If you know how hard your dog or have a good idea then you can jump straight to that or if the situation is a important or dangerous behavior that you cannot have slightly over react to shut it down early. other wise they might think they can get away it with it in some circumstance and not others if you don’t shut it down early.

As with everything in life you need to have balance in your approach find whats best for your dog, and the situation.

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Separation Anxiety

If you don’t move through the crate training process incrementally and slowly especially with adult dogs, your dog might develop a fear of being left alone or Separation Anxiety.

Now some believe that separation anxiety entirely behavioral and others believe that it is entirely genetic and develops from bad breading. As with everything in life we believe that nothing is that simple and even the most solid dog genetically has the chance to develop separation anxiety.

In either case there is a depressingly high amount of people that think they should just drug their dog to deal with it and call it a day when all it takes in most cases is a little effort and time with your dog. If thats too much to ask you really should be considering whether or not you should actually be owning a dog.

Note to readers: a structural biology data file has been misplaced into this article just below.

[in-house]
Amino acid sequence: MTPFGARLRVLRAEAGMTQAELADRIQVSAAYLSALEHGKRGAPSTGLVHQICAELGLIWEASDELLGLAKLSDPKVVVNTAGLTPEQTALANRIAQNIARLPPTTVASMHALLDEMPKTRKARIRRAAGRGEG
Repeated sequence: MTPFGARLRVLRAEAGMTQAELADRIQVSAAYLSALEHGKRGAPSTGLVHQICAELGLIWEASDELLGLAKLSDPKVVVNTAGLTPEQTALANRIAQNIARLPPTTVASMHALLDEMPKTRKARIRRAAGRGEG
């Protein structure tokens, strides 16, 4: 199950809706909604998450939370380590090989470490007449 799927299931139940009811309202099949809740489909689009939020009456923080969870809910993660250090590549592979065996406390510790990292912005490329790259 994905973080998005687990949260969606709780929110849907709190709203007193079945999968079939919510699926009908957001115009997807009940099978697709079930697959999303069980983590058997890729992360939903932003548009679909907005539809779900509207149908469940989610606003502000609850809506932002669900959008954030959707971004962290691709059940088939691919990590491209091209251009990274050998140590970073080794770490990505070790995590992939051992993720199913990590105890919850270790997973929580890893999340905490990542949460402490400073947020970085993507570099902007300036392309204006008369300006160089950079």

Now there are instances where you may need medications for your dogs or at least initially and these are the types of dogs that have been known to injure themselves trying to chew through metal bars or getting stuck in the grates of kennels and represent a small amount of the population.

It’s important that you gradually introduce your puppy/dog to the crate and isolation, teaching her you’ll come back every time in order to lessen the chance of them developing this issue.

As well If you only crate your dog when you leave the house, They may learn to associate the crate with being left behind and alone.

This can cause them to begin refusing to enter the crate. To counter this you should continue to crate your dog for short periods of time while you’re at home off and on through out their life time.

This is also true of any skill or behavior that you are trying to train into or out of a dog as a dogs training like a human is never finished and must continue to be maintained.

Another technique to counter the development of this anxiety is to vary the moment when you put your dog in her crate when you are preparing to leave your house. This will make it harder for your dog to pick up on your departure routine. If they doesn’t know they are going to be left home and that you are about to leave, they will likely be more willing to enter their crate. Keep your behavior calm cool and collected both when you are leaving and when you are returning home.